“There is more to life that increasing its speed.” – Mahatma Gandhi

Summer starts early in desert. The temperatures are rising. Last week we reached our first one hundred degree day. With the switch of seasons, the days move in a slower pace. My daughter is officially out of school and will spend the majority of her time sharing my space. When she is out on summer break, the rhythm of morning commences differently. I try to wake early, either to write or run, a habit I’ve adopted over the last few years. When I return, my daughter is usually awake, making her usual requests for breakfasts.

The cadence feels slower because I am not shouting out commands like ,”Hurry up and finish your breakfast,” or “Did you put your homework in your backpack?” or “Have you filled your water bottle?” Instead, there are no questions, but a definite shift in how we conduct our usual routine. I sip my coffee with purpose, smelling the aroma, tasting the hazelnut flavor as it lands on my lips and my glance gravitates toward my daughter. Her hair falls around her face like a waterfall and her cheeks still possess the softness of a little girl who is not quite grown. I smile and let her know that I am heading toward my office to begin my day. She lingers in the kitchen, but I know in thirty minutes her feet will scamper into my space just as I gain some momentum in my writing. I pause. I might answer a question, give her some directions on what to do, or just smile.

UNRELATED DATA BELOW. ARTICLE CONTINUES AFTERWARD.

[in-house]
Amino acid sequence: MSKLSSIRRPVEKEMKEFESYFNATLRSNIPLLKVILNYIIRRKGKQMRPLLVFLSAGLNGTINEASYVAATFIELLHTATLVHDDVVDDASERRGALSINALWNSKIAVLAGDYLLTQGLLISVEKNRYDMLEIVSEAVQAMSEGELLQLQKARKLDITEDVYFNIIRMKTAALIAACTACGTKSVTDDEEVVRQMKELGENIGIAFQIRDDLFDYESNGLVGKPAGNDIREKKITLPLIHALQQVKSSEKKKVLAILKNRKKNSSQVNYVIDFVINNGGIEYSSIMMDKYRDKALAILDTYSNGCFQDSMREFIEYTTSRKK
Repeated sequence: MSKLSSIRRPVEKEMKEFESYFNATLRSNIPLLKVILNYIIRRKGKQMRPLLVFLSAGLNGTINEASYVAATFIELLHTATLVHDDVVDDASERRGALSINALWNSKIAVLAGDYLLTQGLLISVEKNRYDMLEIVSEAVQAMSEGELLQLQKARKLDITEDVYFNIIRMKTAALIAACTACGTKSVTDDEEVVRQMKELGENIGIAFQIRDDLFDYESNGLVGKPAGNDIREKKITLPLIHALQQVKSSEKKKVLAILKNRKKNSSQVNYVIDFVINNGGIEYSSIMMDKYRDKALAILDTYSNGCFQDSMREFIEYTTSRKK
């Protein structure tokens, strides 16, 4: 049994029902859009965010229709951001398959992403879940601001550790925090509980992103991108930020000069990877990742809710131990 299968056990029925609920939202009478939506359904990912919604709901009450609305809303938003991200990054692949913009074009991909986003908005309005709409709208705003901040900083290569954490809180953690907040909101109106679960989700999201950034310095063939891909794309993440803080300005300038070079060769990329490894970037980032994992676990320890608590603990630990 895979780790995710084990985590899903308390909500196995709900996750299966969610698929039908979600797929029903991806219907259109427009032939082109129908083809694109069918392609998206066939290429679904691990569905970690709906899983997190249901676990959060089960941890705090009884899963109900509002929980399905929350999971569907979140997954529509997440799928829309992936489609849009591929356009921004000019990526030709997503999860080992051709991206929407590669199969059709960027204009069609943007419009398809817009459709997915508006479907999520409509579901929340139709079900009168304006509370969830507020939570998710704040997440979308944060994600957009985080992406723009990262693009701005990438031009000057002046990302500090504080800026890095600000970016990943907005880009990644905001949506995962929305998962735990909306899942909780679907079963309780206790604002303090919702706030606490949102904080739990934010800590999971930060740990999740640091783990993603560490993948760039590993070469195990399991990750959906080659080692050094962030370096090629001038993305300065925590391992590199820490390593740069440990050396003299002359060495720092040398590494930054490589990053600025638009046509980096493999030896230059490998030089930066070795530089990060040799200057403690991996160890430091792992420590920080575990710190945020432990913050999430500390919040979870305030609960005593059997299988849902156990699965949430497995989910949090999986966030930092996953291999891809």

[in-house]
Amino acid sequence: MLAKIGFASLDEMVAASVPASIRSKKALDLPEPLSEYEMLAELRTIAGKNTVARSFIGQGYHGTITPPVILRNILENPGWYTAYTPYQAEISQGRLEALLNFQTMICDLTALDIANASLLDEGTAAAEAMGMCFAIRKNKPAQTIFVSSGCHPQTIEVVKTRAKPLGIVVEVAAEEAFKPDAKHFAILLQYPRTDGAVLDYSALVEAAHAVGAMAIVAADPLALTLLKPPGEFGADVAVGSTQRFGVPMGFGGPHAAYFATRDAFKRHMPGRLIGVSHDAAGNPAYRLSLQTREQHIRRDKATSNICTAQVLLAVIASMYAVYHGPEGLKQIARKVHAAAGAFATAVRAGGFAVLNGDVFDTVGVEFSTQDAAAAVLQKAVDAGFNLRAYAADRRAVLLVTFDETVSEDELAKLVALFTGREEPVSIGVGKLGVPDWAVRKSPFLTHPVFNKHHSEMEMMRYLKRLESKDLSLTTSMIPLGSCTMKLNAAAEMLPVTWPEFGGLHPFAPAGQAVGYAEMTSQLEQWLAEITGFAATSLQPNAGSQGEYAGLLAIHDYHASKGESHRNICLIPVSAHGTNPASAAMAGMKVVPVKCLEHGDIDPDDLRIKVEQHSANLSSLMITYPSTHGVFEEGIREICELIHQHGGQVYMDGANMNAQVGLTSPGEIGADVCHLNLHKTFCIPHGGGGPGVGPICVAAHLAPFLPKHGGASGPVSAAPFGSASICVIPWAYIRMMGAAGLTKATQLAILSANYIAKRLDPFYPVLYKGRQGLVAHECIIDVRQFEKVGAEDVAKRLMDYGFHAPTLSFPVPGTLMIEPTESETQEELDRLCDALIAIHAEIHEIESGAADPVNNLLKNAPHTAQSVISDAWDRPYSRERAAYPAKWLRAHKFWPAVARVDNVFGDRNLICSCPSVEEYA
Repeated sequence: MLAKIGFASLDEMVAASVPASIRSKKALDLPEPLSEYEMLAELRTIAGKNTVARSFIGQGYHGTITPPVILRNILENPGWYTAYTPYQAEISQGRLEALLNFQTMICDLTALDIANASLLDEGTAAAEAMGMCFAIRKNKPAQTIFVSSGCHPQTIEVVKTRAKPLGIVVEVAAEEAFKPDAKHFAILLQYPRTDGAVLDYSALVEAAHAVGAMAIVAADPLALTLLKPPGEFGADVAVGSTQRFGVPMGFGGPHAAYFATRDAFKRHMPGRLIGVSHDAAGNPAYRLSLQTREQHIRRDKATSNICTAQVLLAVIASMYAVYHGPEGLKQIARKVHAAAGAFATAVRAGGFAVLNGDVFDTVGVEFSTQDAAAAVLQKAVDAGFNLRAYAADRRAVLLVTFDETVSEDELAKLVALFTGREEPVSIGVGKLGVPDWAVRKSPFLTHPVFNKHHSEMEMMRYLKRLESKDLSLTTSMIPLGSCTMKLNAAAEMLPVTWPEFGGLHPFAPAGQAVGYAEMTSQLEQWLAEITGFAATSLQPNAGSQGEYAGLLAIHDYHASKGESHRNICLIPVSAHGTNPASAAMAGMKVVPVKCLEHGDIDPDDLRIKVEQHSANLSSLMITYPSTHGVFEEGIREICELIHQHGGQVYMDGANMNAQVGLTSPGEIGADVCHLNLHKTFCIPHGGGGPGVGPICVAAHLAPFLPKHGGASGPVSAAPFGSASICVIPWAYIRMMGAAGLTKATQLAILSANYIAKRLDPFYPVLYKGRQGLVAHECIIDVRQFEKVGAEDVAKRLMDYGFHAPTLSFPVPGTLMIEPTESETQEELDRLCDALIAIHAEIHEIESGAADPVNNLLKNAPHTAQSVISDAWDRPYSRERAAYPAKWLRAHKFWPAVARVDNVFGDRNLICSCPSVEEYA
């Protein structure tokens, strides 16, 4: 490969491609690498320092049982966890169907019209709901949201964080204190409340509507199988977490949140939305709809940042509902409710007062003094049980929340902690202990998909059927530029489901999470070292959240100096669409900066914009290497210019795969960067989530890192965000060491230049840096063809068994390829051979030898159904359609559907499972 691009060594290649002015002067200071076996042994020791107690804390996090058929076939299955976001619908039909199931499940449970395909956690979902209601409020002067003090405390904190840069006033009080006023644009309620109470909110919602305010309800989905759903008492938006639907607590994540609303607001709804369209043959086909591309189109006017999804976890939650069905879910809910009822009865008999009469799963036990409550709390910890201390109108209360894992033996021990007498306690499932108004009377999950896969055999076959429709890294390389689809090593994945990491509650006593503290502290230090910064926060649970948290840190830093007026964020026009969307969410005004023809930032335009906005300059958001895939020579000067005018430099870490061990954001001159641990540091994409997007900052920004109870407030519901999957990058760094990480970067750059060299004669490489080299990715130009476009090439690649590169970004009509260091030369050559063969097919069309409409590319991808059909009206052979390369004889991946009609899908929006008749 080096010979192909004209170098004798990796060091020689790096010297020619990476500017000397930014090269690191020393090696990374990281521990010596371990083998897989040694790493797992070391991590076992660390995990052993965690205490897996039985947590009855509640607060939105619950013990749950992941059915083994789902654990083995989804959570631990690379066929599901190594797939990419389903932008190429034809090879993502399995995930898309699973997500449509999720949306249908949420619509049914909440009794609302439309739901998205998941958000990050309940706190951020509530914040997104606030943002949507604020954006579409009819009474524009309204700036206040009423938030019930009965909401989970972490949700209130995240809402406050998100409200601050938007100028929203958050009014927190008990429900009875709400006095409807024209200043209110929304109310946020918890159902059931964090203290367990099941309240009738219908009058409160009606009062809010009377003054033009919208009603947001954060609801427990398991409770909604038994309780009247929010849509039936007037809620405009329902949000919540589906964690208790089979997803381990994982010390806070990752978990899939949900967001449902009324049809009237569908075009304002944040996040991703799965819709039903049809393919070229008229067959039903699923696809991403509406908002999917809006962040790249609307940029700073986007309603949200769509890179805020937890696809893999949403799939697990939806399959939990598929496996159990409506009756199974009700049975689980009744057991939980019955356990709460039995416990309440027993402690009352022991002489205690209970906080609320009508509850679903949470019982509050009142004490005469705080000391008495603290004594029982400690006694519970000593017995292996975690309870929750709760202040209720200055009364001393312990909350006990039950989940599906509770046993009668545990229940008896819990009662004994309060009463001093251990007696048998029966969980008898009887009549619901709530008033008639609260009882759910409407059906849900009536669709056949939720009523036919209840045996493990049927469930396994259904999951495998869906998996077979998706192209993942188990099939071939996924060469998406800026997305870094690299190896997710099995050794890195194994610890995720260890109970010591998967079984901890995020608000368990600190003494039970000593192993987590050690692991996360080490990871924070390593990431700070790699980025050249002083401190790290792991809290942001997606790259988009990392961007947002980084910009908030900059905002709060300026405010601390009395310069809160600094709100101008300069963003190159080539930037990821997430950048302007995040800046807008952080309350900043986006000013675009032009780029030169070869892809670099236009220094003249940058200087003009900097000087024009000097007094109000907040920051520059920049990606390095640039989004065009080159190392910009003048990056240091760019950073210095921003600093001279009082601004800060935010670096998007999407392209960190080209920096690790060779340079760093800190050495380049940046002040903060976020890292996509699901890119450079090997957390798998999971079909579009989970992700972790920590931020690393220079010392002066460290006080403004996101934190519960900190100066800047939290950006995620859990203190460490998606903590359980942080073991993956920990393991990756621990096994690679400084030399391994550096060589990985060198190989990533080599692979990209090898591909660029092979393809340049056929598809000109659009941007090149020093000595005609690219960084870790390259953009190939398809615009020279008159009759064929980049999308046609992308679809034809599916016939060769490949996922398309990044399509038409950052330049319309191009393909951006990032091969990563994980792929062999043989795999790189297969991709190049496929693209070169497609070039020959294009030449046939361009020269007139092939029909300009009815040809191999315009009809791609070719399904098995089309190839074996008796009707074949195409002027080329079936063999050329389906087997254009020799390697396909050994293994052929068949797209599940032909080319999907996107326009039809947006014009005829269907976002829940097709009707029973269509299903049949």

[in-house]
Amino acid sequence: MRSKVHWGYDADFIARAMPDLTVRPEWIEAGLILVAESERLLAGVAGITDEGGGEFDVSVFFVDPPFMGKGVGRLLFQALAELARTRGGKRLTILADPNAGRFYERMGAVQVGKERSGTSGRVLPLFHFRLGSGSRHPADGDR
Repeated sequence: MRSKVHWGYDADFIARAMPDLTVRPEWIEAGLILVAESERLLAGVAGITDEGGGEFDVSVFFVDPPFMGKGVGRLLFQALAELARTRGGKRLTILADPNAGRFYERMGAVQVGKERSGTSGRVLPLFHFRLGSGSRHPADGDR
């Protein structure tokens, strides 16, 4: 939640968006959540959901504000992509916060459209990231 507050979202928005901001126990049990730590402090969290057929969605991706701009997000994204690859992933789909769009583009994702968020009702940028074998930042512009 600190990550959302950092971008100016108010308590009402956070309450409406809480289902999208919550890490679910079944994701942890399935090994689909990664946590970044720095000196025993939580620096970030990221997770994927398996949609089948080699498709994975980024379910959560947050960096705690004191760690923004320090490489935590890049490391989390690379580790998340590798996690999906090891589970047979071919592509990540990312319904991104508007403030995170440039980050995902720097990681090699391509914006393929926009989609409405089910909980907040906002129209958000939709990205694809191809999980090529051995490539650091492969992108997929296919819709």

These brief interruptions are expected. Sometimes I am not as patient or may snap because I need to do my work. Any break in my routine will almost always translate into a mediocre writing day. All does not evaporate though. In the summer, my attention is directed more toward the experiences that might offer a glimpse into my writing world. I tend to step into my moments. It might be something completely unexpected, like watching my daughter laugh as she jumps into the pool or the sound of that laughter that comes from her core and reminds me why I am alive. I might linger on a sentence that I am composing or read the words of book I love with a little more enthusiasm.

The need to hurry is replaced by the need to surrender to the slowness.  One important lesson I’ve learned from summer vacations with my daughter: “What is the hurry?”